Pakistan

When will Trump talk to Imran Khan on Afghanistan?

For a non-conventional US President, this made sense too; through his South Asia Strategy in August 2017, he gave his mighty establishment, including former defence secretary James Mattis, more than a year to justify the continuity of the Afghanistan mission.

By Imtiaz Gul

A possible telephonic contact between the US President Donald Trump and the Pakistani Prime Minister Imran Khan within next couple of days would mark yet another high point thus far in the quest for peace in Afghanistan, an immediate outcome of the nearly week-long, direct US-Taliban talks in Doha, Qatar. This phone call, likely any time before Trump’s State of the Union address on February 5 this year,  will hopefully further reinforce Pakistan’s role as a key regional player, emphatically endorsed by other regional players such as China, Russia, Iran and Turkey. 

This unprecedented regional consensus on Afghanistan, as well as on the role of the Taliban in this embattled country, has resulted from smart diplomacy by Pakistan., where both the military and the civilian leadership has successfully convinced not only its friends including China but has also conveyed to the US President, through his envoy Zalmay Khalilzad, that the only interest Pakistan is pursuing in Afghanistan is peace and stability.  The message to Trump and his secretary of state Pompeo from the highest civilian and military leadership was that Pakistan had no favourites in Afghanistan and that it would like all Afghan stakeholders to hammer out a better future for themselves.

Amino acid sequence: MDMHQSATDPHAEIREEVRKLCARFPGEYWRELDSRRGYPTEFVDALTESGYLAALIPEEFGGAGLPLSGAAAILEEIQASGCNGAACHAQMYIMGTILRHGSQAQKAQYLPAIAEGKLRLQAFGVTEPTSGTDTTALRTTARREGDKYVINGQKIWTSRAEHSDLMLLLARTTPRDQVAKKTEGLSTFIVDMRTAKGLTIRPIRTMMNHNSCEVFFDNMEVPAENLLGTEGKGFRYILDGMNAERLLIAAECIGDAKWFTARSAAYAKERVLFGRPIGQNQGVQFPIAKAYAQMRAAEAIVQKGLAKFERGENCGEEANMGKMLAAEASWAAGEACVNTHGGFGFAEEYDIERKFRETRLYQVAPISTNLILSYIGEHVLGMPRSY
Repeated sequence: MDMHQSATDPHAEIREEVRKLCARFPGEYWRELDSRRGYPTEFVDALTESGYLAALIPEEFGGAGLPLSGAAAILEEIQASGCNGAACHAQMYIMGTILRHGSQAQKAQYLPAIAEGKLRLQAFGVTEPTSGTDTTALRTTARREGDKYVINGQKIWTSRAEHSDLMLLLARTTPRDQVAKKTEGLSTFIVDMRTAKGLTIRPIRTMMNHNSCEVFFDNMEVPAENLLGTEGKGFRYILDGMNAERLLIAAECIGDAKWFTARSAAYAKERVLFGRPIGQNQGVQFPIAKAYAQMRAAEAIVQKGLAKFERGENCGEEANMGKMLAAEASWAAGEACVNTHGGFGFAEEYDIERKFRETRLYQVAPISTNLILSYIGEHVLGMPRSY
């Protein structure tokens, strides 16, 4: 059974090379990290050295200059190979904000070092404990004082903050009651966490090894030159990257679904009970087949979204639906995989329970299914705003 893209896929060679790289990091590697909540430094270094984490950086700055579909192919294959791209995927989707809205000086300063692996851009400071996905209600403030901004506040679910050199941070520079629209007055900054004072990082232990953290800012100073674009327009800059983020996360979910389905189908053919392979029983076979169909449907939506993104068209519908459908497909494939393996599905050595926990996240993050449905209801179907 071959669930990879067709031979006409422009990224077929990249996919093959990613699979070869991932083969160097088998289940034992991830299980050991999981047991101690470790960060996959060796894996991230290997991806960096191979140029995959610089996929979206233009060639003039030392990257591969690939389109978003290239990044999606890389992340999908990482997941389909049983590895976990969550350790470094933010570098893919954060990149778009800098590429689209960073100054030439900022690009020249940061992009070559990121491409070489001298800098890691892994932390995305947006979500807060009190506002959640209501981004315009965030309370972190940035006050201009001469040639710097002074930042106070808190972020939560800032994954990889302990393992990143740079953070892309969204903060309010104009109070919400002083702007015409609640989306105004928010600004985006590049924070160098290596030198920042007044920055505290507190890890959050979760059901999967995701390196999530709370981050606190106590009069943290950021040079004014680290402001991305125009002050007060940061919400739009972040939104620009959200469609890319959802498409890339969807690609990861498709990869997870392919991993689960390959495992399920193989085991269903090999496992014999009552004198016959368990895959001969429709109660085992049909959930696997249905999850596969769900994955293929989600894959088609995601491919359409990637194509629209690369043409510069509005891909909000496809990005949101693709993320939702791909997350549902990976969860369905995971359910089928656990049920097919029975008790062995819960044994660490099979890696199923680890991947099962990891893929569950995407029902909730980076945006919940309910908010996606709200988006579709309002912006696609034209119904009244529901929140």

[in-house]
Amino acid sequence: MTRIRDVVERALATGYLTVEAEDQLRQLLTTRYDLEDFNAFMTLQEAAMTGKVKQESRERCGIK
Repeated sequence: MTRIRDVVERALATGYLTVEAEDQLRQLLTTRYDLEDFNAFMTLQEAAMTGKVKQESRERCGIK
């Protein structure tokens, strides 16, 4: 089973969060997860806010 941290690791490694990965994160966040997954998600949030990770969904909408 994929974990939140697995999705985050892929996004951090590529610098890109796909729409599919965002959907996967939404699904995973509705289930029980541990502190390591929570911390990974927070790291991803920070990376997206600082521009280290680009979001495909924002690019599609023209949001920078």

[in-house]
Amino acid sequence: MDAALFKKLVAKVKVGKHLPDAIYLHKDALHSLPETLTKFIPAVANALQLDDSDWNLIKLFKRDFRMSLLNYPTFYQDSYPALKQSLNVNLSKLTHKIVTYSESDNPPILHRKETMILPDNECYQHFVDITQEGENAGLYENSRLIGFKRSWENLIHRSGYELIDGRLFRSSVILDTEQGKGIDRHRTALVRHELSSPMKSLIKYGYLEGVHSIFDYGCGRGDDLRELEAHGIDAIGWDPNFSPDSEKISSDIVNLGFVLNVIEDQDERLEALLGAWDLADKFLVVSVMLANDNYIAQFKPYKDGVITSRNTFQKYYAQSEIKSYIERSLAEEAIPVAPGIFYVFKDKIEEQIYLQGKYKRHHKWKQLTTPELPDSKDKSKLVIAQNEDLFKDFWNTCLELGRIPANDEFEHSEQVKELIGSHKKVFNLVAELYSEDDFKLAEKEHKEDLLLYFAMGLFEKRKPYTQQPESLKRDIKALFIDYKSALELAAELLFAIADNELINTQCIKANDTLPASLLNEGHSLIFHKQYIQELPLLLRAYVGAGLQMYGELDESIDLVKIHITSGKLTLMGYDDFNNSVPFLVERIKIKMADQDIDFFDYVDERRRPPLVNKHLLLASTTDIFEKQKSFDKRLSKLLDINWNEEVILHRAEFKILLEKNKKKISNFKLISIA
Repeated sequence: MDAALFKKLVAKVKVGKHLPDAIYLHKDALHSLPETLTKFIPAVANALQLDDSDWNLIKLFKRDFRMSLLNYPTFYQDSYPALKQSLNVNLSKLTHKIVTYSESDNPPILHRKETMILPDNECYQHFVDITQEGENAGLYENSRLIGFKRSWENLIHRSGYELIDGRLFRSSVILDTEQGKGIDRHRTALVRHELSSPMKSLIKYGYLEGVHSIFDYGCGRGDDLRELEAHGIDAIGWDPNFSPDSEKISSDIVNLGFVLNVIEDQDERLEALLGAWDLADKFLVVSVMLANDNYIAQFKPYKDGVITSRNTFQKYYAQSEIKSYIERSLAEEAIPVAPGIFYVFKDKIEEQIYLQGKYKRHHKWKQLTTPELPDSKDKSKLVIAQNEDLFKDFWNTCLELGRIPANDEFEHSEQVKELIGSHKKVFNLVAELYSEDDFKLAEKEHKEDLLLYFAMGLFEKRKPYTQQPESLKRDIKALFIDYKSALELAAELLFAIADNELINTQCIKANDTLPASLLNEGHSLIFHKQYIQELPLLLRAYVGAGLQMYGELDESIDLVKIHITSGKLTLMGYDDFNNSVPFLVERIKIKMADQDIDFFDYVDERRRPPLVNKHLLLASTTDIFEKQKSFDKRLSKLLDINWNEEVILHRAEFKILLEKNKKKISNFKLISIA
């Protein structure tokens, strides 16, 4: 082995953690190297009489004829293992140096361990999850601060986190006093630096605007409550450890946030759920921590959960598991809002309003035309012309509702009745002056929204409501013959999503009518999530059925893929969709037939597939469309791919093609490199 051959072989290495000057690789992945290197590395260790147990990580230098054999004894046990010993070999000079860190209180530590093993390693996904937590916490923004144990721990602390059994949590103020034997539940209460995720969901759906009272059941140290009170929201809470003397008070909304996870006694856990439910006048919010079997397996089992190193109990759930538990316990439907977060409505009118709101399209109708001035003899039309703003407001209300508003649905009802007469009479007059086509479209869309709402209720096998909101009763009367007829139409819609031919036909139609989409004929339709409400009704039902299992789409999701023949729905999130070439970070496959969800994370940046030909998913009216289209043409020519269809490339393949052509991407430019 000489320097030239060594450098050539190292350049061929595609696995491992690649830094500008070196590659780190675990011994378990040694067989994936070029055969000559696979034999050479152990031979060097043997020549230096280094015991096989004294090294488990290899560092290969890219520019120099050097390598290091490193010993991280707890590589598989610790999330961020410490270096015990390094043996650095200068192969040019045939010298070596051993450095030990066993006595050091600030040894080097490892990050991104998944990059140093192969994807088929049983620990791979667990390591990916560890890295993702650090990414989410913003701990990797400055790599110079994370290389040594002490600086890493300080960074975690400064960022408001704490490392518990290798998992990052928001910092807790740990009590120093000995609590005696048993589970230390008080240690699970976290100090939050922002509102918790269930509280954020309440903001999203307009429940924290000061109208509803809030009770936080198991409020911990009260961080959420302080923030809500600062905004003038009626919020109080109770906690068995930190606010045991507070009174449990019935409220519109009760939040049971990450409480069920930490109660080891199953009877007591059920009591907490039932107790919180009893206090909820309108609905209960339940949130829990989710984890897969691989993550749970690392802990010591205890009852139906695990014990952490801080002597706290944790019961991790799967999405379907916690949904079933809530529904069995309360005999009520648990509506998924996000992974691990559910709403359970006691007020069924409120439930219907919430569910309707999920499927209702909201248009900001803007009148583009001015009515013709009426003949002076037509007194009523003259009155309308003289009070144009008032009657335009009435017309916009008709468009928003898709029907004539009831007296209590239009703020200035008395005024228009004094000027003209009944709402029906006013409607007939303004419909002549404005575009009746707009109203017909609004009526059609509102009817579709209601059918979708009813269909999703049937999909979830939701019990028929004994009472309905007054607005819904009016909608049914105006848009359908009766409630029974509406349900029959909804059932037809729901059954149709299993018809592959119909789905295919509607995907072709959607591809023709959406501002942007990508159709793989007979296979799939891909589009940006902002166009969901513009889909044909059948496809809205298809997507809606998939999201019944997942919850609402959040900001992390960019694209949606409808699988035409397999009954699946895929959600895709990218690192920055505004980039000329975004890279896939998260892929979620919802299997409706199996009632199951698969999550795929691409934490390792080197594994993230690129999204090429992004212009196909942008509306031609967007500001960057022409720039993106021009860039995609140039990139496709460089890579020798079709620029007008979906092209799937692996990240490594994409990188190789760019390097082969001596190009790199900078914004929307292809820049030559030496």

“We will facilitate the process as much as possible”, was the categorical message. At the same time, the Pakistani authorities quietly, but firmly, worked towards constricting the Taliban movement within Pakistan, while telling them the time was ripe for them to be a part of the reconciliation process. No country is more interested in a peaceful Afghanistan than Pakistan, we have a direct stake in it for our own peace and stability, Prime Minister Khan reportedly conveyed to Trump through Zalmay Khalilzad.

It was this unanimity of thought and clarity of intent that the US Senator Lindsay Graham, during his recent visit to Islamabad, had to concede in the presence of PM Khan and Foreign Minister Shah Mehmood Qureshi that “we (the US) were wrong in pointing fingers to Pakistan.”

Pakistan also crafted the narrative of “shared responsibility” when underscoring the need for a regional consensual approach. All regional stakeholders also concurred and believed that a collective approach was the only way to stem the tide of terrorism in Afghanistan – which is debilitating not only politically but also financially.

For a non-conventional US President, this made sense too; through his South Asia Strategy in August 2017, he gave his mighty establishment, including former defence secretary James Mattis, more than a year to justify the continuity of the Afghanistan mission.

But it was only this far that Trump could put up with. As the year 2018 turned out to be the bloodiest, with Taliban, as well as Daesh, striking at will with deadly attacks, the President’s patience wore thin and he tasked Khalilzad to try a different strategy before the Afghan Presidential elections that were set for April.